Ever since she was a teenager, Arab-Canadian filmmaker Ruba Nadda ("Cairo Time") has been thinking about the actor Alexander Siddig ("Sammy and Rosy Got Laid," "Start Trek: Deep Space 9").
"I've been in love with Alexander since I was 16," she said. "Alexander is the typical Arab man to me. When I was casting 'Cairo Time,' I was like, no one else can do this. He had to say yes to 'Cairo Time.' While I was on set, I was writing 'Inescapable.' I came up to him and told him I'm writing a script for him."
"Inescapable," which is Siddig's first starring role, nearly happened in the spring and then again in the fall of last year, and Siddig waited patiently for the film to come together.
This article is being reprinted because "Inescapable" is at the 2012 Cannes market.
"I did a lot of gardening," Siddig told Indiewire. "I knew in my heart that this would happen and that I needed to do it, so I stayed free." The team just finished shooting in South Africa.
"Inescapable" is a thriller that tells the story of Adib (Siddig), who finds out that his oldest daughter has gone missing in Damascus. Adib, who has not been back to Syria since leaving 30 years ago, must confront the country he left in a search for his daughter.
"I was drawn to the character because I am a father," Siddig said. "What father hasn't worried what would happen if his daughter was in trouble and thought about what he would do?
"When I first read the script it was a bit slow, so I told Ruba. By the time she handed me the shooting script, it was at breakneck speed!"
Speaking about her inspiration for writing the script for "Inescapable," Nadda told Indiewire, "My first two films were about women. My father was such a figure in my life and eventually he said, 'When's it gonna be my turn?' He raised us to be feminists, but his heart is on his sleeve when we travel. Don't make me come after you! So I used him as an inspiration for the character of Adib."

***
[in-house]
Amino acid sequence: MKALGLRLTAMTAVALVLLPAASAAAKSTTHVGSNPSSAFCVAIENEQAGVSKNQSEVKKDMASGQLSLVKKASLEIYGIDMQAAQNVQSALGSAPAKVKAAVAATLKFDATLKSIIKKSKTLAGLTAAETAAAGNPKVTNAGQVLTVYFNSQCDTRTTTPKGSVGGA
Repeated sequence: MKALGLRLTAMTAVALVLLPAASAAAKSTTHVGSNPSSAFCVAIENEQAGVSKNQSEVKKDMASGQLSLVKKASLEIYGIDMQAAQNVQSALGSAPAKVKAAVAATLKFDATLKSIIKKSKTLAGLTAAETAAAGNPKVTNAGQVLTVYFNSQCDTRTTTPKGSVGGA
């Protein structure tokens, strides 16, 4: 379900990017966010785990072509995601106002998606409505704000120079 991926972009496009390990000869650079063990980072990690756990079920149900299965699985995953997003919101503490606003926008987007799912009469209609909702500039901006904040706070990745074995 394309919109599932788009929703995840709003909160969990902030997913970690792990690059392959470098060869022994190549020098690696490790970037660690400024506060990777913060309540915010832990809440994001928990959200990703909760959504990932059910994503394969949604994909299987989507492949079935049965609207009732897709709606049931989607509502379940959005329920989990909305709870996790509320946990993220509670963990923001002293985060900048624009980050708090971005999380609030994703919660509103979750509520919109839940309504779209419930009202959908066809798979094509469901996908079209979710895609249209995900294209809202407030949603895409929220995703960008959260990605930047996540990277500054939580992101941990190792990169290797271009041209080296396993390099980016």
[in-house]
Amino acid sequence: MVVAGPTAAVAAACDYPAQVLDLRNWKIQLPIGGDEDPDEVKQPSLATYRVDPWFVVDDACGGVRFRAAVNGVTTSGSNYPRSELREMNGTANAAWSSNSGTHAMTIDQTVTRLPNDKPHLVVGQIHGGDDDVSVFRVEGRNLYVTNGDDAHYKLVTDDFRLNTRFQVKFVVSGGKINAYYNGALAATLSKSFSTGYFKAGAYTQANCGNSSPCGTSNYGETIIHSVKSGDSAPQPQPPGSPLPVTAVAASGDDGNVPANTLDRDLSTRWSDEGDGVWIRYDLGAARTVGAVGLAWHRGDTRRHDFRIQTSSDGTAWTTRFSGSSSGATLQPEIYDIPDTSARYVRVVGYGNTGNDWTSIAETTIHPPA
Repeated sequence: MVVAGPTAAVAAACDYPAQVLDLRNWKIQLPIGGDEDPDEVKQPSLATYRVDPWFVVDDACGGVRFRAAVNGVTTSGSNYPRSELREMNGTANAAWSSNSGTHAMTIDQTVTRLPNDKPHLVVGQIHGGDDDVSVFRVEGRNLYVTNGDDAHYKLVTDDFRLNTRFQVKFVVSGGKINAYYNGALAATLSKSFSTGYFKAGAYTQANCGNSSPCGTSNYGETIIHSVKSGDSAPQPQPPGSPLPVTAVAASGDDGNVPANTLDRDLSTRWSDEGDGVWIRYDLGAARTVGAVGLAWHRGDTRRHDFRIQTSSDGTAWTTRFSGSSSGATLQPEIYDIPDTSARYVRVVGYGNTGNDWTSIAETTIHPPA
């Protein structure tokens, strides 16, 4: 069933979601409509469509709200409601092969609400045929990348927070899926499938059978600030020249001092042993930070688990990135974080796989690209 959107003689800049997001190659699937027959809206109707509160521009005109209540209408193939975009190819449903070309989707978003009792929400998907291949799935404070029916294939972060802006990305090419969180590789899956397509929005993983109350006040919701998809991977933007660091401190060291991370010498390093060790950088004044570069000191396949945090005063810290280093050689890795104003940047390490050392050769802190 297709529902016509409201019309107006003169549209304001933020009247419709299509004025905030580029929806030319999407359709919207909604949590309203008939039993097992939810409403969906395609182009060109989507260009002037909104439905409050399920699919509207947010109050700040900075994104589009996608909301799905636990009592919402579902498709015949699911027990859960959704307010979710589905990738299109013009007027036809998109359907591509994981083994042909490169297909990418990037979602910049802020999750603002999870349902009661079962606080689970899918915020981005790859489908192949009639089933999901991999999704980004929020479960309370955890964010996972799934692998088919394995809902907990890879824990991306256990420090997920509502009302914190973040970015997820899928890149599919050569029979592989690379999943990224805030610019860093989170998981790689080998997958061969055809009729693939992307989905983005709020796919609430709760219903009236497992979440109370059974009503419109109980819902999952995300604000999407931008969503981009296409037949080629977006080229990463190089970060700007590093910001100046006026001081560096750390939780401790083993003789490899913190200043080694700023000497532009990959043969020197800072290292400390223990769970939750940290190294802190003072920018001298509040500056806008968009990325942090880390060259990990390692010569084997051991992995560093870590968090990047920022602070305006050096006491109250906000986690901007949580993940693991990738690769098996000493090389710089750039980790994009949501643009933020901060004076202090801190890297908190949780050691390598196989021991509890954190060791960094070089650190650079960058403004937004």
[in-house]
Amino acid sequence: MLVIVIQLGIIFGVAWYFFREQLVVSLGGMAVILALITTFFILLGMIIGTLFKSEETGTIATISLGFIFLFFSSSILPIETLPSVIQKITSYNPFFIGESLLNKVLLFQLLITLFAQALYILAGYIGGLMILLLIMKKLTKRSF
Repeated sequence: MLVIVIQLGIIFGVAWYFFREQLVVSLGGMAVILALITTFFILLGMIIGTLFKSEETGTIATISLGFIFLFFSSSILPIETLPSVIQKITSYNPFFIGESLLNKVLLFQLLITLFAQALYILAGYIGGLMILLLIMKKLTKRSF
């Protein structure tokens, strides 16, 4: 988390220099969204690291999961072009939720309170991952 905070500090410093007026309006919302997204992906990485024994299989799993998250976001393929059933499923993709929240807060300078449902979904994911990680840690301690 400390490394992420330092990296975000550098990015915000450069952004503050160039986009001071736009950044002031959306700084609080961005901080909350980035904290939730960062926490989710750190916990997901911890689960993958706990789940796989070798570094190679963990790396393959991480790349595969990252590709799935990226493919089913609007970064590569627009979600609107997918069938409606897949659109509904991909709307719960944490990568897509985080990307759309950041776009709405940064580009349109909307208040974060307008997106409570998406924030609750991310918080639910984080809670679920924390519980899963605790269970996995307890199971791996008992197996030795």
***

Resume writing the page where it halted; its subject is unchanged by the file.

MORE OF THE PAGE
Trying to get the film funded was tough, but as funders began to see Syria in the news more, they realized how timely the film's subject was and the film was able to get off the ground. "I'd get a lot of 'What's Syria? You're making this up.' Now everyone's like, 'You're so right. It's so timely.'"
But of course, the team couldn't shoot in Syria. "I've made a lot of guerilla films and I have a Syrian passoport, but I decided to play it safe and shoot in South Africa," Nadda said. "I was surpised at how similar it looked. I lived in Damascus with my parents in my childhood. I was very specific with my visual references. I found every single Arab living in Johannesburg and cast them in the movie. I showed some footage to my father who's very critical, and he was shocked." Laughing, she said, "He yelled at me, 'How dare you go to Syria!'"
And as for the rest of her team? "I was weary at the start, but I was blown away. The production designer I had was spectacular. The line producer I had was unbelievable, respectful, dynamic. We didn't go over budget, and we had fun.
"The thing that saved me was my cast. Marisa [as a Syrian woman Adib meets] is stunning. Joshua Jackson, I'm in love with him. You're only as good as your cast and crew. I always know that. It's the secret: A great line producer, great cinematographer, great Assistant Director. I could have gone on a vacation to Hawaii.
"It's hard asking accomplished actors to test me and come to Johannesburg. It's a huge leap of faith to do this with me. It's exhausting. Maybe I'll retire after I finish this new movie."
Nadda, who always writes three scripts, all at different stages, at a time so that she doesn't get too bored writing just one, is finishing up a script now for her "Cairo Time" star Patricia Clarkson. The edit for "Inescapable" began last week.
Writer/Director: Ruba Nadda
Producers: Daniel Iron, Lance Samuels
Associate Producer: Elliot Borkum
Executive Producers: Kirk D'Amico, Christine Vachon
Cinematographer: Luc Montpelier
Editor: Teresa Hannigan
Cast: Alexander Siddig, Marisa Tomei, Joshua Jackson